• Mehtätalo, Faculty of Science and Forestry, University of Eastern Finland, P.O. Box 111, FI-80101 Joensuu, Finland ORCID ID:E-mail: lauri.mehtatalo@uef.fi
  • Markelin, Department of Remote Sensing and Photogrammetry, Finnish Geodetic Institute, P.O. Box 15, FI-02431 Masala, Finland ORCID ID:E-mail: lauri.markelin@fgi.fi
  • Seppänen, Faculty of Science and Forestry, University of Eastern Finland, P.O. Box 111, FI-80101 Joensuu, Finland ORCID ID:E-mail: anne.seppanen@arbonaut.com
  • Kangas, Department of Forest Sciences, University of Helsinki, P.O. Box 27, FI-00014, Finland ORCID ID:E-mail: annika.kangas@helsinki.fi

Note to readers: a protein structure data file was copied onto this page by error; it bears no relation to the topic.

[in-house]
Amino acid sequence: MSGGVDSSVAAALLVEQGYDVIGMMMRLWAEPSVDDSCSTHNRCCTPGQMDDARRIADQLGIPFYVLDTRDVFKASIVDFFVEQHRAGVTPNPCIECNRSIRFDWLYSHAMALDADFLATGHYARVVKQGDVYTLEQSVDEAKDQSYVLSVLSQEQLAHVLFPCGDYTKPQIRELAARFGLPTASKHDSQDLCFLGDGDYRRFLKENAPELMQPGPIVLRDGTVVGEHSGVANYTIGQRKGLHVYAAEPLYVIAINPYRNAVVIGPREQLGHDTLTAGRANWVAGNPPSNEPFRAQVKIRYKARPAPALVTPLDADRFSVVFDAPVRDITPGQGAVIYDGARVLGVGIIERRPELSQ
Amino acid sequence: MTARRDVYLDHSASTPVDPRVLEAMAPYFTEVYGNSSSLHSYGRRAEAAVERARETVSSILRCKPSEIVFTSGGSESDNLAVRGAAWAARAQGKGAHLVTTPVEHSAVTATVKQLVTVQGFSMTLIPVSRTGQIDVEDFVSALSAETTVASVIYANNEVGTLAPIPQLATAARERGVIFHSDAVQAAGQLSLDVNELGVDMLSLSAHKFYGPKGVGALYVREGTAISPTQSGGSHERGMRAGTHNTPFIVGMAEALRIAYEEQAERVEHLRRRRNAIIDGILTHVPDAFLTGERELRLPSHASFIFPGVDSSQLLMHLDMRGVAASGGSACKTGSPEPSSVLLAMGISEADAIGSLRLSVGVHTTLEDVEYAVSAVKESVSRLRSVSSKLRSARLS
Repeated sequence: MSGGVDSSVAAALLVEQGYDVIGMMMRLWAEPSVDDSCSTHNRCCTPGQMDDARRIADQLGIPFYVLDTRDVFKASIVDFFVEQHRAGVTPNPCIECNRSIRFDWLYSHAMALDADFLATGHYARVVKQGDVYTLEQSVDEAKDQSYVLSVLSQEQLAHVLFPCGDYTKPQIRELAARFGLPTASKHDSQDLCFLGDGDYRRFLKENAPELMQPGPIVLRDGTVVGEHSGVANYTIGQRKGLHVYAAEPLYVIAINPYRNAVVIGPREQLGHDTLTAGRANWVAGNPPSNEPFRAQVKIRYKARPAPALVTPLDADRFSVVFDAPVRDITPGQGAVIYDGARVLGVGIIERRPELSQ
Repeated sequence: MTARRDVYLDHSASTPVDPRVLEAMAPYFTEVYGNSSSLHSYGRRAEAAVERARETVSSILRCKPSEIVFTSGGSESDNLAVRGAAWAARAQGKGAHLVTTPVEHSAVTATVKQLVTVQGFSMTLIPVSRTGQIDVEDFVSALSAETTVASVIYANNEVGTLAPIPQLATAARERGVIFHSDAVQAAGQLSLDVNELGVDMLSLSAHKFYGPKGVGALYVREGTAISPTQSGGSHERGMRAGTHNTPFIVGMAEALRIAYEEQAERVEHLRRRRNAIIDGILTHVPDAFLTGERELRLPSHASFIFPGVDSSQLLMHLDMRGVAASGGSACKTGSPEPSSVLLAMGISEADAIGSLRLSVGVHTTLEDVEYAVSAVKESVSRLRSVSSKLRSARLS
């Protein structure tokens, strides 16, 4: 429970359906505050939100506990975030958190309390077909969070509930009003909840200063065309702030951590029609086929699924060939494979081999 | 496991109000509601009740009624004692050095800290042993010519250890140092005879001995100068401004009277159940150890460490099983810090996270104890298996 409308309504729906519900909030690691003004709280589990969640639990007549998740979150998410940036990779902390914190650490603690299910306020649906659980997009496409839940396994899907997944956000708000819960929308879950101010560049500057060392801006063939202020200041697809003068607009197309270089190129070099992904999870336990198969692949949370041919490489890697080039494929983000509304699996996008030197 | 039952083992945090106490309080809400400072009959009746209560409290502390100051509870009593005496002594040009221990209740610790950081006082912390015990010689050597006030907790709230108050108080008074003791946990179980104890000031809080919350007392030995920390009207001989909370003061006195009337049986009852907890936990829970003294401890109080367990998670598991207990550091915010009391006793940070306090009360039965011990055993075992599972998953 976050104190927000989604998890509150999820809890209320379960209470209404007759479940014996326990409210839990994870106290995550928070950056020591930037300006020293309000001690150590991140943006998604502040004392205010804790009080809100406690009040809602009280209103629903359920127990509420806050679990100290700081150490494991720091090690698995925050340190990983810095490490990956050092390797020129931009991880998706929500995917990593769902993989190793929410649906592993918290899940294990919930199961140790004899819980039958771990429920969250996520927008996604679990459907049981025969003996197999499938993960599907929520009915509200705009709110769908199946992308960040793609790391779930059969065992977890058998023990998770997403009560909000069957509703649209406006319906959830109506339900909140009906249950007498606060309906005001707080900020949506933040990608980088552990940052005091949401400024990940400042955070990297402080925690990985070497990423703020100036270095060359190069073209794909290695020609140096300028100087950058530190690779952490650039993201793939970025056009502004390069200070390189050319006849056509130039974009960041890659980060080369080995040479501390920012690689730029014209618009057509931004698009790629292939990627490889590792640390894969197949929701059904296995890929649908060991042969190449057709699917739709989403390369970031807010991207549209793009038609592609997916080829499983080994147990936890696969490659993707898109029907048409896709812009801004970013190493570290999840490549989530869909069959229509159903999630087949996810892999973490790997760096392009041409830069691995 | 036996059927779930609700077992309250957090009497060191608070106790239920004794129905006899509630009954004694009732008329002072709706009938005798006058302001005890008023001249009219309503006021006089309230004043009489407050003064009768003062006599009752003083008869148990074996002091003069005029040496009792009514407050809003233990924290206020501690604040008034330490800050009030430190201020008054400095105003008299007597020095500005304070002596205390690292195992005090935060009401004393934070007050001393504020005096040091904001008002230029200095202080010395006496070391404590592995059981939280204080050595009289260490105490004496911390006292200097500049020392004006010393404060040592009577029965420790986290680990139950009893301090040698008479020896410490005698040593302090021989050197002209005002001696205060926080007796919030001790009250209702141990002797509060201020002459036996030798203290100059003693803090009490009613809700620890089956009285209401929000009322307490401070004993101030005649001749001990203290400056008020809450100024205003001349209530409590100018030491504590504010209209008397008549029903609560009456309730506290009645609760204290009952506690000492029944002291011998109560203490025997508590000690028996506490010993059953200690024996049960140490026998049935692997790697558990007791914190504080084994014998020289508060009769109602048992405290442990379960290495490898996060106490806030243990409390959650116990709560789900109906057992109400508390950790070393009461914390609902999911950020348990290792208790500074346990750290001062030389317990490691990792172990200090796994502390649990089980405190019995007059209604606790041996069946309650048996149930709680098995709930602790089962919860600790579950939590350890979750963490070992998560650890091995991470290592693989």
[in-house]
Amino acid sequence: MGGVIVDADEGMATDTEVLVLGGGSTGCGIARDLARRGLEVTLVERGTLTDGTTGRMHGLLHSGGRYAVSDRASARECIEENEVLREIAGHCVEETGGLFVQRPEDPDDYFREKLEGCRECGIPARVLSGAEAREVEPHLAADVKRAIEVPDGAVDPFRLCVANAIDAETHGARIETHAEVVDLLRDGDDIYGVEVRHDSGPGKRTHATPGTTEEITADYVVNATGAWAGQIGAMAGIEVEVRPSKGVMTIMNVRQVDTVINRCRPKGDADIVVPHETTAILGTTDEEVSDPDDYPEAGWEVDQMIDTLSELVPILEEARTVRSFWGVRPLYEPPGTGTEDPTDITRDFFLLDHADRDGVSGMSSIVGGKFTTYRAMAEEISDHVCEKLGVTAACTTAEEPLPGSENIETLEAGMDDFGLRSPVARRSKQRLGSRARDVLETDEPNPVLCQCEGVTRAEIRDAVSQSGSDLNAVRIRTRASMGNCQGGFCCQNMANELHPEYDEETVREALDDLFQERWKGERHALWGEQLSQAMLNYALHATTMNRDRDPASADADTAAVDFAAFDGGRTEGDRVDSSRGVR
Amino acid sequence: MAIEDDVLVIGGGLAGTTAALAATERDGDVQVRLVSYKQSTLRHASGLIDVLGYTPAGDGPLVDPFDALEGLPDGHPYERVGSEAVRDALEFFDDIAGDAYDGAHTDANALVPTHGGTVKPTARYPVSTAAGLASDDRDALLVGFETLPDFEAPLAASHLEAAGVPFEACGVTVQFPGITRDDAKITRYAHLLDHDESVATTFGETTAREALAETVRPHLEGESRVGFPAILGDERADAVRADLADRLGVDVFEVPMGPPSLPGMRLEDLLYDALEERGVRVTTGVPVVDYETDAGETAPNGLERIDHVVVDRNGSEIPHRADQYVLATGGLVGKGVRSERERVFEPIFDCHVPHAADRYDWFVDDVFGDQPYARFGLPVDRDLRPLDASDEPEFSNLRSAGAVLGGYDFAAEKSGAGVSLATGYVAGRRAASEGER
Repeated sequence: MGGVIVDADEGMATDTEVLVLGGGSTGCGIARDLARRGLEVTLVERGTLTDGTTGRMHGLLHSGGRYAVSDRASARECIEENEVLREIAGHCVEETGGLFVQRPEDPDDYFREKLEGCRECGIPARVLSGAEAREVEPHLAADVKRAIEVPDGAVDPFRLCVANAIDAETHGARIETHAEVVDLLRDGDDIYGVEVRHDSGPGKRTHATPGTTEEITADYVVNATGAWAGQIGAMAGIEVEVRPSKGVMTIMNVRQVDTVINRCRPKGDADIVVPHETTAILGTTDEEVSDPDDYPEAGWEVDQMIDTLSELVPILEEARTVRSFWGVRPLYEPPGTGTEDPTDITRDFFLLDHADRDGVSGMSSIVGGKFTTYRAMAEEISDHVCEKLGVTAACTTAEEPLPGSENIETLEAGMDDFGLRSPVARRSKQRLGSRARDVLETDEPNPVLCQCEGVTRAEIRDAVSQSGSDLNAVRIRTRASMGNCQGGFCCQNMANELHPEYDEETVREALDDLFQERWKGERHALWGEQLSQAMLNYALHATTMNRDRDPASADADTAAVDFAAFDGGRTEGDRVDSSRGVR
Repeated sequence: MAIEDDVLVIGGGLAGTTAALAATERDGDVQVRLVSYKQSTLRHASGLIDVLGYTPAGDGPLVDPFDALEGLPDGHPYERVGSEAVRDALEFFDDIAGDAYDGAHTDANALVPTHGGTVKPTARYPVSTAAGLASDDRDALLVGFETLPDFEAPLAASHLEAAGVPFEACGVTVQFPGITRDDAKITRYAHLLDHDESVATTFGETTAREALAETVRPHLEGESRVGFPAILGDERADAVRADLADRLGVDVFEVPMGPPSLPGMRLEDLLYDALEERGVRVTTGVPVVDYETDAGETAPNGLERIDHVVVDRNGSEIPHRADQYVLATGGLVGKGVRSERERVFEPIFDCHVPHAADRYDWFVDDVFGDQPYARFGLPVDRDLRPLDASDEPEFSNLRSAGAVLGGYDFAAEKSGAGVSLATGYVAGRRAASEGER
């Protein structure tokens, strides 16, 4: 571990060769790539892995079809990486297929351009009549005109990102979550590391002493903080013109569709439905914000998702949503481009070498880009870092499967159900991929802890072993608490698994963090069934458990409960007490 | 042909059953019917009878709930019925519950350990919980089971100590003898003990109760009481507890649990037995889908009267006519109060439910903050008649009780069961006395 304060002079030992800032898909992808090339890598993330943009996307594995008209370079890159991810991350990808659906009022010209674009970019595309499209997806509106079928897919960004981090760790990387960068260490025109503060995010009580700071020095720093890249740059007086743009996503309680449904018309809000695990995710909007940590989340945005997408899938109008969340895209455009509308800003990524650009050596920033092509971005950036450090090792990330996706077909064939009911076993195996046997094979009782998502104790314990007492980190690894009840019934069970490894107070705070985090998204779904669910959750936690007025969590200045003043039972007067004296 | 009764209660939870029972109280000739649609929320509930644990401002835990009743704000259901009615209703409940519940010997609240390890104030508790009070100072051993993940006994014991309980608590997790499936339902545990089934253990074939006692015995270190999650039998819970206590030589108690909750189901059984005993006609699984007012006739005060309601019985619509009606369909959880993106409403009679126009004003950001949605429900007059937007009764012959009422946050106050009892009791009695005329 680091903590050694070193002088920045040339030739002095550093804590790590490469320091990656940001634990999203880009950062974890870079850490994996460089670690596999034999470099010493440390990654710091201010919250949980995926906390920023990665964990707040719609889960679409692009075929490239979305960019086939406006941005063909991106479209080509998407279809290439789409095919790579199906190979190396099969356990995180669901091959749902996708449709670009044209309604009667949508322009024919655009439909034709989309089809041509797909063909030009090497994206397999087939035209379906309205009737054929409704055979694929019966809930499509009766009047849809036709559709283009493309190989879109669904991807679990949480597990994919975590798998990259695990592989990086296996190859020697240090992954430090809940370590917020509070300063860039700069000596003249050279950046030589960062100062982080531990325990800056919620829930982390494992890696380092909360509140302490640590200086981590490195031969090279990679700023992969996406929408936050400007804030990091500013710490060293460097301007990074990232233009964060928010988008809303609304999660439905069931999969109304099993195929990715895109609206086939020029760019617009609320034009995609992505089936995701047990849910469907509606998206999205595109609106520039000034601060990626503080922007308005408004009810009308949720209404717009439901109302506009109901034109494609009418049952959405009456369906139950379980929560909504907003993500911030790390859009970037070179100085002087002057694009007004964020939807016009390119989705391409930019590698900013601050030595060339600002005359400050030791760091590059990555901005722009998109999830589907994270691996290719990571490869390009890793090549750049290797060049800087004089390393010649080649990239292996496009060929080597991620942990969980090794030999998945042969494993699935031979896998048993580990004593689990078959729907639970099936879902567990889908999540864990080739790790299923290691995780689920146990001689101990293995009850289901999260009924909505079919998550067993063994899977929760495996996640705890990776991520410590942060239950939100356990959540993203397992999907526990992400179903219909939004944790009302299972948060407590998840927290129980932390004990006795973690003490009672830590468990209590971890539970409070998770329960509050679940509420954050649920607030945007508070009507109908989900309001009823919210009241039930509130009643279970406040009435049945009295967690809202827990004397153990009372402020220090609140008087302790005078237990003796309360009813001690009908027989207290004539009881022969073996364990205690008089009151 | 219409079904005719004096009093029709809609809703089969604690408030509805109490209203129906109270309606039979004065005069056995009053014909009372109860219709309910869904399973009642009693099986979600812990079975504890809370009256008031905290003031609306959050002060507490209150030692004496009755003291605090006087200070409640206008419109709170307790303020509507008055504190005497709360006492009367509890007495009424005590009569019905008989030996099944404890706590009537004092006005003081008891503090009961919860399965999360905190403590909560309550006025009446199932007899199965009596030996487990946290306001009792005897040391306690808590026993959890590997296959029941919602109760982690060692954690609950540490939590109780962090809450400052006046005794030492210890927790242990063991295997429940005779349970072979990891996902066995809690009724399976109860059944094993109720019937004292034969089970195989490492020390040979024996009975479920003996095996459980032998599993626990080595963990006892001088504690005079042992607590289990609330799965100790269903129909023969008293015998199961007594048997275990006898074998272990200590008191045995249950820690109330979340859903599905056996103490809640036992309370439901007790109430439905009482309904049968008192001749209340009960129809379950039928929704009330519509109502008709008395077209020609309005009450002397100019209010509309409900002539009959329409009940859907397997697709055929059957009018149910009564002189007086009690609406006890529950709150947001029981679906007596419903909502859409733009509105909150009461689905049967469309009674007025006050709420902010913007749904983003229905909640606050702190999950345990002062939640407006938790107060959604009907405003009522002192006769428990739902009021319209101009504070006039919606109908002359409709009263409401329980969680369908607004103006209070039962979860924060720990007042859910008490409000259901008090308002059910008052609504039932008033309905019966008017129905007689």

article id 1054, category Research article
Karin Kolis, Juhana Hiironen, Esa Ärölä & Arvo Vitikainen. (2014). Effects of sale-specific factors on stumpage prices in Finland. Silva Fennica vol. 48 no. 3 article id 1054. https://doi.org/10.14214/sf.1054
Highlights: Data on 4824 individual sales were used to estimate which factors affect stumpage prices; The time of sale, seasonal harvest restrictions, the location and the assortment affected prices; Larger total volumes and shorter forest haulage distances raised unit prices; A higher percentage of the assortment and percentage of sawlogs within the sale corresponded to higher prices.